Alange (ALE.v) owns up to errors

Alange Energy has finished its internal review and says it found problems. Here’s a bit of the key stuff, but if you’re really into this story, you would do well to block out a half hour in a quiet room and read the whole, epic, thing:

the Internal Review found that:

1. the Company did not maintain effective operational control to determine its production;

2. the Company did not maintain adequate controls over lines of communication between operational staff and management to assist in managing cash flow and to obtain a full understanding of the Company’s current working capital position;

3. the Company did not maintain adequate controls for the reliable sharing of information between the operational staff and finance staff;

4. the Company did not maintain effective controls to ensure that material sales of assets of the Company are subject to a formal approval process;

5. the Company did not maintain effective procedures with respect to competitive awarding of contracts to ensure the proper approval and documentation of significant contracts; and

6. the Company did not maintain adequate controls over the timely communication between departments of information relating to issues that may impact the Company’s financial reporting.

I find it interesting to see that the board is saying there may have been problems with asset sales and contracting practices. I had wondered about some of the asset sales and purchases, but never got around to doing the analysis any justice. They don’t say much new about the oil trucking contract they entered into last year, except that it was “more costly” and that it caused them to have a loss from operations. That contract, since terminated, would seem to be worth learning more about — who owns the company that got the contract, how did that contract happen, you know what I mean. Could all be innocent, or not.

But I don’t expect anything of the sort. As I’ve mentioned before, Alange was the most active oil and gas stock on the Toronto Venture exchange last year, and was second only to Suncor as the most active Canadian oil and gas stock, period. But the press, both in Colombia and the international financial wires, just say, nah, not our problem. They are happy to write up a little CEO interview, but they lack either time or ability to read and understand financial filings.

All of which is a long way of saying, don’t count on anyone to do your due diligence. Companies get things wrong all the time. Don’t expect anyone to catch the error.

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6 thoughts on “Alange (ALE.v) owns up to errors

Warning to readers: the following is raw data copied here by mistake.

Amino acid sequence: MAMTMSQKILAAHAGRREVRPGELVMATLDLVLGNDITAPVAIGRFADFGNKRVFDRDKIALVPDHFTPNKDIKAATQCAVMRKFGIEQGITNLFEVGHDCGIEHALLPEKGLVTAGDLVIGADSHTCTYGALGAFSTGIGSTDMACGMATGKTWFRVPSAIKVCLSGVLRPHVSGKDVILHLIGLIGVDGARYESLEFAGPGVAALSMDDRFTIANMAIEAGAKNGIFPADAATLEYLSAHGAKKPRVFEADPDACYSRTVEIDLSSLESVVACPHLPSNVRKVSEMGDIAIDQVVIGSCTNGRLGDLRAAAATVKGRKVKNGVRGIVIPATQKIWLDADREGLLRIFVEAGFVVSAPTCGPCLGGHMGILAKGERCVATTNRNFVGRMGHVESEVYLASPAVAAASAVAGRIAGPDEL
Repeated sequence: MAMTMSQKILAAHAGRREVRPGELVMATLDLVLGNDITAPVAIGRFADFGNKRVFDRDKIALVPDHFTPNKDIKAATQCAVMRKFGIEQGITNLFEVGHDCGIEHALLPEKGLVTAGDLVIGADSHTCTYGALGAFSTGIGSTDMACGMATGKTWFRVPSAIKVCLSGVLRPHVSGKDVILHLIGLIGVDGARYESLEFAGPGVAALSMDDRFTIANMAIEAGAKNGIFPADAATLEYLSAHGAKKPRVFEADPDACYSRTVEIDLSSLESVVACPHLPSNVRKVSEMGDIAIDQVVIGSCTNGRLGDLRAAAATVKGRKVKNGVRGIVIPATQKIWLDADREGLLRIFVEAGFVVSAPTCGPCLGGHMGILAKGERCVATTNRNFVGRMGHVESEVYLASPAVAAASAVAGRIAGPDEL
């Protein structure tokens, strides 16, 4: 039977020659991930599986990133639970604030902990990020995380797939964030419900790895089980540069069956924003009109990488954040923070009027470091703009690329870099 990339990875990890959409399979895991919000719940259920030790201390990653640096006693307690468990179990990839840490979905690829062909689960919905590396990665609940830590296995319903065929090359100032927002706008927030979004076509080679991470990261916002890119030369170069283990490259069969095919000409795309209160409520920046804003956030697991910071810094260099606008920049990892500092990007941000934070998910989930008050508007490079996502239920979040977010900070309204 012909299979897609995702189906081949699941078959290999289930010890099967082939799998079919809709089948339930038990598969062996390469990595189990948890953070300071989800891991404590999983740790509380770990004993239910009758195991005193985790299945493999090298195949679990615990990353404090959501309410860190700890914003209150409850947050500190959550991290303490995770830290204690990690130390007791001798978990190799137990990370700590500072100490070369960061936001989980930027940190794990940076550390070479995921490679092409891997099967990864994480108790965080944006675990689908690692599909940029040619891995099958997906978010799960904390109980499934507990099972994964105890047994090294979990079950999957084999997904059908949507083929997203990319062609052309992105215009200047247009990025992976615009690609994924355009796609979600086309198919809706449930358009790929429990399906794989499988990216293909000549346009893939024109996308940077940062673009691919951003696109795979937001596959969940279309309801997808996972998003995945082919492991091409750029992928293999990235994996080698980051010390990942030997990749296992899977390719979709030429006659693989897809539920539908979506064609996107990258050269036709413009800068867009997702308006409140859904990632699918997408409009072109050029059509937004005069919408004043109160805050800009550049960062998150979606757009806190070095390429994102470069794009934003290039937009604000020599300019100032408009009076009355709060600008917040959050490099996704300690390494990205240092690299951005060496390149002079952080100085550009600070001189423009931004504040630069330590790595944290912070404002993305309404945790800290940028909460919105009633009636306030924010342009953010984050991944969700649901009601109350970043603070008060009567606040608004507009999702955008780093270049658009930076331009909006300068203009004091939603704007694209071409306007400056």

1. A004

    I wonder if any of the findings apply to ALE’s big brother, PRE. So many similarities it is just unreasonable not to consider it, even as a remote scenario. The only difference is that with a bit of makeup PRE can hide stuff from the market way more easily than ALE!

  2. jau

    Bottom line is: Alange will have to find a company to take them over cause that name has been through the mud one too many times… If we could find somebody to pay up to 50 and 60 cents a share, I will be a very happy camper.

    Guisti and co, well lets say that I will be recommending them ever again.

  3. westslope

    OK, OK. Watch the confirmatory bias here……

    After all, it could very well be Pacific Rubiales that buys out Alange Energy and saves a bunch of shareholders who overlooked x, y, and z.

    But that is not what my caribou shoulder blades tell me. No. I’ll bet Alange Energy builds at least 10k boe/d before any whiff of a buy-0ut or merger. It is a question of pride and collective dignity. The two co-chairs of Pacific Rubiales now sit on the Alange board and own a chunk of shares recently bought in the market. That is a powerful signal of this community’s confidence in Alange Energy’s future.

    Alange Energy will survive and at some price–probably lower than today’s share price–will be a compelling buy.

    1. jau

      well that is the other good scenario, which is even better than mine…

      I think Alange assets are too good therefore whoever owns them thrives

  4. westslope

    Yes, the assets are enticing. No doubt.

    On the subject of merger and acquistion (M&A) activity, if the boom in the upstream oil sector continues, services and transportation for new barrels may become increasingly expensive. In that respect, well-established early movers with solid operational Colombian teams and sold balance sheets will enjoy an advantage compared to recent entrants.

    Add to increased drilling and service costs, a presumed reduced probability of success (POS) both geological and commercial, and the window for putting junior explorers on a sustainable cash flow growth path shrinks. A few will make it. Most will initiate a “search for strategic alternatives” if they don’t sell earlier. There should be good opportunities for arbitrage specialists who know how to measure and assess upstream oil & gas assets.

    Capitalism works. Colombian oil & natural gas production will continue growing. A richer, more powerful Colombian state will continue to improve security and initiate substantial infrastructure investments. The unleashed productive potential of Colombian workers will continue to propel growth in material living standards.

    One day, Colombian will erect plaques to commemorate the contribution of Canadian and Venezuelan oil workers to a critical stage of nation building in Colombia’s modern history.

    Off my soap box.

    «¡Yo creo en la justicia y la esperanza!» -Pedro Casaldagila.

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